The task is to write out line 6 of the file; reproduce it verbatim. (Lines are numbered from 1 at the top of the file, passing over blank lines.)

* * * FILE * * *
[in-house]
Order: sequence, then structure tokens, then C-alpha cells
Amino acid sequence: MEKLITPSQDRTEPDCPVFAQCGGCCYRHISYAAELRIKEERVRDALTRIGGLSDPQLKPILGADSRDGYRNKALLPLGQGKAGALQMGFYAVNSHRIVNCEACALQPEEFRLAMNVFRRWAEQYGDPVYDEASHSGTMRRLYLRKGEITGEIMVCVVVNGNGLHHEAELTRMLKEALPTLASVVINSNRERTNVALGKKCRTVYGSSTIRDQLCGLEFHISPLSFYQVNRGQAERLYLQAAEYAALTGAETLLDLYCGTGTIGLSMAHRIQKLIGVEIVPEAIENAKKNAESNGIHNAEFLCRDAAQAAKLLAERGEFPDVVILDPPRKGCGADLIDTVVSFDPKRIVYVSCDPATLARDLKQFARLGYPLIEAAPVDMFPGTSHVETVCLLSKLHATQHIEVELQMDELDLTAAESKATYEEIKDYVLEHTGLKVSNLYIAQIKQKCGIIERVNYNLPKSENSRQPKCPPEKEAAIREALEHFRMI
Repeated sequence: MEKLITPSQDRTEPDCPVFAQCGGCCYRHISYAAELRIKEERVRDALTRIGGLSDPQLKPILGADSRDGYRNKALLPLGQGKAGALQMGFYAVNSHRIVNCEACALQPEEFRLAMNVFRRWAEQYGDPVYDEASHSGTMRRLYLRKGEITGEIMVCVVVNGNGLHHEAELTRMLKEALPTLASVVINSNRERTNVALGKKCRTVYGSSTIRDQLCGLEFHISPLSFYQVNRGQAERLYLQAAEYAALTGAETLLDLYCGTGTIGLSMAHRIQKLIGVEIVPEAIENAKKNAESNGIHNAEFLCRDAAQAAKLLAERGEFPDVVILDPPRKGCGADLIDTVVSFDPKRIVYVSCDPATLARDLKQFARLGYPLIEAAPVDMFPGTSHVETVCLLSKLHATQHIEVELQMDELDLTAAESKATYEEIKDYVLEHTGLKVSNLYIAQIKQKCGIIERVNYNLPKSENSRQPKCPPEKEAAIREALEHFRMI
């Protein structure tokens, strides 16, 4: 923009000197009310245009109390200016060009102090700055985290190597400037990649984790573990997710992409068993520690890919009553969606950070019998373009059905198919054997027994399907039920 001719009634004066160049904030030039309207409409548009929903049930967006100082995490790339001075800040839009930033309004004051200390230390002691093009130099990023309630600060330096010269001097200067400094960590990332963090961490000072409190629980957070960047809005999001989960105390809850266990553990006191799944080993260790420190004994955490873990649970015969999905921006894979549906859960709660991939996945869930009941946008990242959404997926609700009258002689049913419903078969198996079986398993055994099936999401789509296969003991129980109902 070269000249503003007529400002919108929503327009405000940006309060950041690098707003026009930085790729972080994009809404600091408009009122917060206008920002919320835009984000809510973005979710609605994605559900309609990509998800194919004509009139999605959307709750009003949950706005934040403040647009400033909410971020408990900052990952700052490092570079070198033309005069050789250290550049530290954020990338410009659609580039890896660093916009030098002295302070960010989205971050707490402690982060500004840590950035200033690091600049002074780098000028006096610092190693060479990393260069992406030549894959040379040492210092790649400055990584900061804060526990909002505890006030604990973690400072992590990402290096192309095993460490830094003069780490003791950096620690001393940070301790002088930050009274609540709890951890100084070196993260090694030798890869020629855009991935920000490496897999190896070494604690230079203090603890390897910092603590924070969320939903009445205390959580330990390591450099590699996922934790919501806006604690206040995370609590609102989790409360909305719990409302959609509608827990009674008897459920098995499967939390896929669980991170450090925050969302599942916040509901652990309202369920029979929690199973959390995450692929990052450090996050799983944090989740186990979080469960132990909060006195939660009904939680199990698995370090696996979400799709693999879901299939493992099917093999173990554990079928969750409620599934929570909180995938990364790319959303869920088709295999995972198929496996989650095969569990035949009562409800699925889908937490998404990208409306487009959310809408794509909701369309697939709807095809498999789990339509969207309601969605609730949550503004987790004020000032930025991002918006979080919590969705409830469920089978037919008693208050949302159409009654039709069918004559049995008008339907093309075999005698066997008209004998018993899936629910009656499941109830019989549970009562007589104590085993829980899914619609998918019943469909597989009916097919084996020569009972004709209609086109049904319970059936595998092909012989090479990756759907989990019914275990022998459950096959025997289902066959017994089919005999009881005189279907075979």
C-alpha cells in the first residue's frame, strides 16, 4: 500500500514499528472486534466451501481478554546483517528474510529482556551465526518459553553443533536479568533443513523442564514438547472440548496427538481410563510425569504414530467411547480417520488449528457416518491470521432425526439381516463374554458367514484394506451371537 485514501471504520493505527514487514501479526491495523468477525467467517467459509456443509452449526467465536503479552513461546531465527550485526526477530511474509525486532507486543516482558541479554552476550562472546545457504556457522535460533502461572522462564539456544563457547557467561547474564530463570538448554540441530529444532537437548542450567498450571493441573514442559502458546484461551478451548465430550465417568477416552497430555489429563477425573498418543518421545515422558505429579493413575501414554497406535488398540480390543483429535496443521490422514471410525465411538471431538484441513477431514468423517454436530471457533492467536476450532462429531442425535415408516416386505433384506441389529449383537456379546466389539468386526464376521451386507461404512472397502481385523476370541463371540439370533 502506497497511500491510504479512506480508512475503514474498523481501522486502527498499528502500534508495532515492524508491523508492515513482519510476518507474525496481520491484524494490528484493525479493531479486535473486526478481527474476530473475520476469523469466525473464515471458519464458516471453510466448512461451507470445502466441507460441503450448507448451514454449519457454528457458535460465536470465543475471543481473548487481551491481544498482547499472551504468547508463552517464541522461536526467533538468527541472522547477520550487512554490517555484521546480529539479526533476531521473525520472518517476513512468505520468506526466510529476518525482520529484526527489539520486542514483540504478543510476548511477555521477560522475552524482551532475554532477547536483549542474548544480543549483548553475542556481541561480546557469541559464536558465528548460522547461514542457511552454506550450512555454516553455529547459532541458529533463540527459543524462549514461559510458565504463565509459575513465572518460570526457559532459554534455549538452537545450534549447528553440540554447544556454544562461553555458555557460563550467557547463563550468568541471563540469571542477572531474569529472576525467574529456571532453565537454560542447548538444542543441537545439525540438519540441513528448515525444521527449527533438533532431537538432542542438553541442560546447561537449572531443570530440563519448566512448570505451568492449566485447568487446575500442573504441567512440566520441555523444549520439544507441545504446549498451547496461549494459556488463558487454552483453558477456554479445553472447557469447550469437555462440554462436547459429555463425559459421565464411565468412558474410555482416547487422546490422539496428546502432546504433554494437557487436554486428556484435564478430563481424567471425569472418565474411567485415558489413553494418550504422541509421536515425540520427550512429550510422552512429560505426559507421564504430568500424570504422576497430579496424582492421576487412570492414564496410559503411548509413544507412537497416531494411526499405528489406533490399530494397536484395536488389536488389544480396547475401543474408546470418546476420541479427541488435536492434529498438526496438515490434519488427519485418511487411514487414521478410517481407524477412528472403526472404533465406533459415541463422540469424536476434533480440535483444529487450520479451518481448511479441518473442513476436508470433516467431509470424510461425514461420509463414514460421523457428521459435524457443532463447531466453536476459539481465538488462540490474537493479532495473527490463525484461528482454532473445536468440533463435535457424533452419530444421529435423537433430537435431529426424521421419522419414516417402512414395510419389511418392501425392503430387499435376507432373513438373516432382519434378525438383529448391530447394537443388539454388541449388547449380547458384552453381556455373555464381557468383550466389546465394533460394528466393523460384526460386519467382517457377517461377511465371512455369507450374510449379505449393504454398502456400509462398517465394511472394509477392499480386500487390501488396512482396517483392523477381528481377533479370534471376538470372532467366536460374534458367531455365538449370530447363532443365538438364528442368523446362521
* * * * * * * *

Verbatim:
C-alpha cells in the first residue's frame, strides 16, 4: 500500500514499528472486534466451501481478554546483517528474510529482556551465526518459553553443533536479568533443513523442564514438547472440548496427538481410563510425569504414530467411547480417520488449528457416518491470521432425526439381516463374554458367514484394506451371537 485514501471504520493505527514487514501479526491495523468477525467467517467459509456443509452449526467465536503479552513461546531465527550485526526477530511474509525486532507486543516482558541479554552476550562472546545457504556457522535460533502461572522462564539456544563457547557467561547474564530463570538448554540441530529444532537437548542450567498450571493441573514442559502458546484461551478451548465430550465417568477416552497430555489429563477425573498418543518421545515422558505429579493413575501414554497406535488398540480390543483429535496443521490422514471410525465411538471431538484441513477431514468423517454436530471457533492467536476450532462429531442425535415408516416386505433384506441389529449383537456379546466389539468386526464376521451386507461404512472397502481385523476370541463371540439370533 502506497497511500491510504479512506480508512475503514474498523481501522486502527498499528502500534508495532515492524508491523508492515513482519510476518507474525496481520491484524494490528484493525479493531479486535473486526478481527474476530473475520476469523469466525473464515471458519464458516471453510466448512461451507470445502466441507460441503450448507448451514454449519457454528457458535460465536470465543475471543481473548487481551491481544498482547499472551504468547508463552517464541522461536526467533538468527541472522547477520550487512554490517555484521546480529539479526533476531521473525520472518517476513512468505520468506526466510529476518525482520529484526527489539520486542514483540504478543510476548511477555521477560522475552524482551532475554532477547536483549542474548544480543549483548553475542556481541561480546557469541559464536558465528548460522547461514542457511552454506550450512555454516553455529547459532541458529533463540527459543524462549514461559510458565504463565509459575513465572518460570526457559532459554534455549538452537545450534549447528553440540554447544556454544562461553555458555557460563550467557547463563550468568541471563540469571542477572531474569529472576525467574529456571532453565537454560542447548538444542543441537545439525540438519540441513528448515525444521527449527533438533532431537538432542542438553541442560546447561537449572531443570530440563519448566512448570505451568492449566485447568487446575500442573504441567512440566520441555523444549520439544507441545504446549498451547496461549494459556488463558487454552483453558477456554479445553472447557469447550469437555462440554462436547459429555463425559459421565464411565468412558474410555482416547487422546490422539496428546502432546504433554494437557487436554486428556484435564478430563481424567471425569472418565474411567485415558489413553494418550504422541509421536515425540520427550512429550510422552512429560505426559507421564504430568500424570504422576497430579496424582492421576487412570492414564496410559503411548509413544507412537497416531494411526499405528489406533490399530494397536484395536488389536488389544480396547475401543474408546470418546476420541479427541488435536492434529498438526496438515490434519488427519485418511487411514487414521478410517481407524477412528472403526472404533465406533459415541463422540469424536476434533480440535483444529487450520479451518481448511479441518473442513476436508470433516467431509470424510461425514461420509463414514460421523457428521459435524457443532463447531466453536476459539481465538488462540490474537493479532495473527490463525484461528482454532473445536468440533463435535457424533452419530444421529435423537433430537435431529426424521421419522419414516417402512414395510419389511418392501425392503430387499435376507432373513438373516432382519434378525438383529448391530447394537443388539454388541449388547449380547458384552453381556455373555464381557468383550466389546465394533460394528466393523460384526460386519467382517457377517461377511465371512455369507450374510449379505449393504454398502456400509462398517465394511472394509477392499480386500487390501488396512482396517483392523477381528481377533479370534471376538470372532467366536460374534458367531455365538449370530447363532443365538438364528442368523446362521